1. Preheat oven to 170°C and prepare a 12-hole muffin pan.
  2. Peel the zest from the lemon and add to the TM bowl and grind for 30 seconds on speed 9, decant and set aside.
  3. Core and quarter one apple. Add to the TM bowl and chop for 10 seconds on speed 4Scrape down the sides.
  4. Add 20g water and cook for 8 minutes at 100°C on speed 1. MC lid off.  
  5. Cut a whole orange into quarters. Remove the stem piece and slice down the centre of each wedge to remove the white pith and any obvious pips. Add to the TM bowl and blend on speed 7 for 10 seconds
  6. Return the lemon zest to the TM bowl. Add the eggs, coconut oil and natural yoghurt. Mix on speed 8 for 10 seconds until well combined. 
  7. Add baking powder, bicarb, flours, sucanat and poppyseeds and mix for about 8 seconds on reverse speed 4 until mixture just comes together. Do not over-mix.
  8. Spoon the muffin mixture into prepared muffin holes filling each to the top, and place in preheated oven to bake for about 12-15 minutes or until golden and a skewer comes out clean. Makes 12. 
  9. Juice the zested lemon and make a lemon icing to drizzle over the muffins as pictured (100g icing sugar + 1-2 tbsp lemon juice), or enjoy without to avoid the extra sugar. My girls had fun icing them :-)

no thermomix?
  • grate lemon zest using a grater, cook up chopped apple on a stovetop or in the microwave. Use a blender or food processor to blend the orange before combining with the remaining ingredients.

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Quick choc-mint fix treat balls

My girls requested these non-stop over our recent trip home to Australia in the July 2012 school holidays. They are a variation of my original treat ballsGreat if you don't have raw cacao beans or nibs on hand. Stick to the basic recipe or mix up to your preference. If you don't have the seeds just add more nuts. 

20g flaxseeds (linseeds) or chia
80g raw walnuts (or a mix of your fave nuts)
100g fresh dates, pitted
100g mixed dried fruit (e.g. blueberries, sultanas, prunes, cherries, goji or more dates)
4 tbsp raw cacao
5 drops 100% pure peppermint essential oil 
1 tsp vanilla bean paste (optional)
pinch salt


1. Add seeds and nuts to the TM bowl and grind into a fine powder on speed 9 for about 20-30 seconds.

2. Add all remaining ingredients and mix on speed 8 for about 30 seconds until the mixture comes together well and is able to be shaped into balls. If the mixture is a little dry which will depend on the ingredient combination you use, simply mix a little longer to release more oils from the nuts and seeds, or you may need to add a little coconut oil.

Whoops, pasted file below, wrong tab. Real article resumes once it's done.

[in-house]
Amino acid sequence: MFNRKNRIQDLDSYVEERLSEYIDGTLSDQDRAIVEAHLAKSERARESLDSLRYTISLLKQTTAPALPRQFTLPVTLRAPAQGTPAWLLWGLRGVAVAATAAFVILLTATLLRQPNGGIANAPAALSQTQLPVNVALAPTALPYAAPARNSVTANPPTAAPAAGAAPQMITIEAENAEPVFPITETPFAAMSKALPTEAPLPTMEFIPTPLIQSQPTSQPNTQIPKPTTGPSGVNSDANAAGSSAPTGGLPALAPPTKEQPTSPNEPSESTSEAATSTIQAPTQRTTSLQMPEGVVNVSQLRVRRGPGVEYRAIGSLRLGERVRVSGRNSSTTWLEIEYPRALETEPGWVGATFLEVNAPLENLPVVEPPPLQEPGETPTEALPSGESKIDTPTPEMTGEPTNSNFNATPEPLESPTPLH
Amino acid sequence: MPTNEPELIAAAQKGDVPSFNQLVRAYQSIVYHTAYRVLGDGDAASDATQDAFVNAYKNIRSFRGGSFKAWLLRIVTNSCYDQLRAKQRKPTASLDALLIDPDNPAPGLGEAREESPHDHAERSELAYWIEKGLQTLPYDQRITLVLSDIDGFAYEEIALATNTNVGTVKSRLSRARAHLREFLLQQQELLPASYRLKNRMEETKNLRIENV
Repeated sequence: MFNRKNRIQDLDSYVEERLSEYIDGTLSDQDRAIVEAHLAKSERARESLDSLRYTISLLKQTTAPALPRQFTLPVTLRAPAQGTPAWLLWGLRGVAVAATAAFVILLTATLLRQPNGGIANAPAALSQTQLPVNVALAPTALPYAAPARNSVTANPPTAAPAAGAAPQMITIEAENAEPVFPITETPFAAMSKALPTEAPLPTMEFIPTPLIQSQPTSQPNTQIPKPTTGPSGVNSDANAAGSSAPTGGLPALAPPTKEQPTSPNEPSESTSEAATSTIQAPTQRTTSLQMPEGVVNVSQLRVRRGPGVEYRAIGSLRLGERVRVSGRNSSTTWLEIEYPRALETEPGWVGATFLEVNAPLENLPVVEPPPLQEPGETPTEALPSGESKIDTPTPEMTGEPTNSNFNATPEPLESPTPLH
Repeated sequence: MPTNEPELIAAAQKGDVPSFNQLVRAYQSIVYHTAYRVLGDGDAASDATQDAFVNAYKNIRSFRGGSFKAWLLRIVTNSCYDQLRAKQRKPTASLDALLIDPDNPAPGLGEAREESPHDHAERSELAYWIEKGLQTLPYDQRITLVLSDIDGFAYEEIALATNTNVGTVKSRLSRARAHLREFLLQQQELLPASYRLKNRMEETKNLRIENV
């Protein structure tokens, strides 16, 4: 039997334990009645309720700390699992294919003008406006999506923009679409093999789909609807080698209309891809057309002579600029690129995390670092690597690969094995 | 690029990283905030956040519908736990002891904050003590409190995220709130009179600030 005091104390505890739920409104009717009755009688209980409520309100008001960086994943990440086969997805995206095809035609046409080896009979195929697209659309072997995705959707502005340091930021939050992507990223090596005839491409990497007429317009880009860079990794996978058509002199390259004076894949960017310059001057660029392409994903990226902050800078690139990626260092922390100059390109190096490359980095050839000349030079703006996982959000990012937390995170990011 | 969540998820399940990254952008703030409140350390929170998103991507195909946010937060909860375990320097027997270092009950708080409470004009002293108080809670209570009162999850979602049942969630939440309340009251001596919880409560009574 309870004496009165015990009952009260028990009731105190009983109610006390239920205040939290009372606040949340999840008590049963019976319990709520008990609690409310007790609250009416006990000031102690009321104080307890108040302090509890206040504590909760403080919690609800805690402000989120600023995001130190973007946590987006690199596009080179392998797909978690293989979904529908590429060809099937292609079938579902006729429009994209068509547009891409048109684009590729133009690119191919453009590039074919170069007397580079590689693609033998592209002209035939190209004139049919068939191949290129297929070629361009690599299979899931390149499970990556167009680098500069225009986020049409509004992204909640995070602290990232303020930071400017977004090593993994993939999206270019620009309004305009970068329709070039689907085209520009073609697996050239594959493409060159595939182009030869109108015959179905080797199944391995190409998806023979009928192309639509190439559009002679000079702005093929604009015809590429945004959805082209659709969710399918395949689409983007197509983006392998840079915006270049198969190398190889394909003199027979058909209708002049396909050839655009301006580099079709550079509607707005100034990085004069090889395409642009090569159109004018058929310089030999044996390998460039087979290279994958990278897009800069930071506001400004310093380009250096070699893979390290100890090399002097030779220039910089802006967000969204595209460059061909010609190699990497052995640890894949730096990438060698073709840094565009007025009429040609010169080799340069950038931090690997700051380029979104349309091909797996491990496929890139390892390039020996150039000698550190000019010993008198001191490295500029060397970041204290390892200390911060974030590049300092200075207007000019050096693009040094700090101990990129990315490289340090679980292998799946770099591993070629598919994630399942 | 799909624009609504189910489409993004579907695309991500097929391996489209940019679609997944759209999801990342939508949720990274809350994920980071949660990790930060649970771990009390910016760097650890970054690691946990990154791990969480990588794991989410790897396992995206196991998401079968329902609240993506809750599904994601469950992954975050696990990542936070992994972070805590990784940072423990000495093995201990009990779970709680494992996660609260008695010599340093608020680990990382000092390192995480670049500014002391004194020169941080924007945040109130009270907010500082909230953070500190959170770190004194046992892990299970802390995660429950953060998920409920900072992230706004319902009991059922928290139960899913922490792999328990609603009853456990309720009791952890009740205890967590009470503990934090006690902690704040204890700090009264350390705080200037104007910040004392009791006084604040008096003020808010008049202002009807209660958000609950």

3. Shape into approximately 15 balls. Roll in desiccated coconut or enjoy as is. Store in the refrigerator for up to a week, if they last that long! 

For more healthy treat ball recipes click here

UPDATE (March 2013): For an adults only version, grind a couple of coffee beans with the nuts & seeds for a coffee flavour. I discovered this flavour sensation after grinding some coffee beans first and leaving remnants of the powder in the TM bowl before making this recipe without peppermint oil (+ vanilla) . .  you could always add a little liquor as a flavouring option too :)

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Saturday, 18 August 2012

Chunky roasted red capsicum, semi-dried tomato, artichoke & cashew dip

This is an adaptation of the EDC Capsicum & sundried tomato dip recipe. I am a big fan of chunky, pesto-style dips and this one hits the spot. Thought I'd share . . . 


1 red capsicum, chargrilled, peeled and cut into chunks
1 large clove garlic
100g semi-dried tomatoes, drained
50g marinated artichoke hearts, drained
160g raw cashews (or roasted if you prefer)
20-30g extra virgin olive oil
juice of half a lemon
handful of fresh basil leaves
2 rounded tbsp parmesan cheese (grated first in TM)


1. To chargrill red capsicum: Hold the capsicum with the stem upright and remove the core as you slice downwards to create 4 large pieces (or cheeks). Remove any membranes or seeds. Place each of capsicum pieces on a sheet of foil on an oven tray under a hot grill for about 10 minutes or until blackened and blistered. Remove from grill, fold up the sides of the foil and wrap ensuring that the steam cannot escape. Allow to cool, over which time the steam will condense and allow for the skin to be easily removed. Peel of the skin and cut into chunks.

2. Place all ingredients in the TM bowl, including the prepared roasted red capsicum (above), and set dial to closed lid position. Use the turbo button to pulse 4 quick times, so that you have a chunky but evenly chopped mixture. Enjoy with TM made crackers and/or vegetable sticks. 

This recipe makes two small bowls. You can store the leftovers in an airtight container or glass jar in the fridge for a few days. Drizzle with a little olive oil.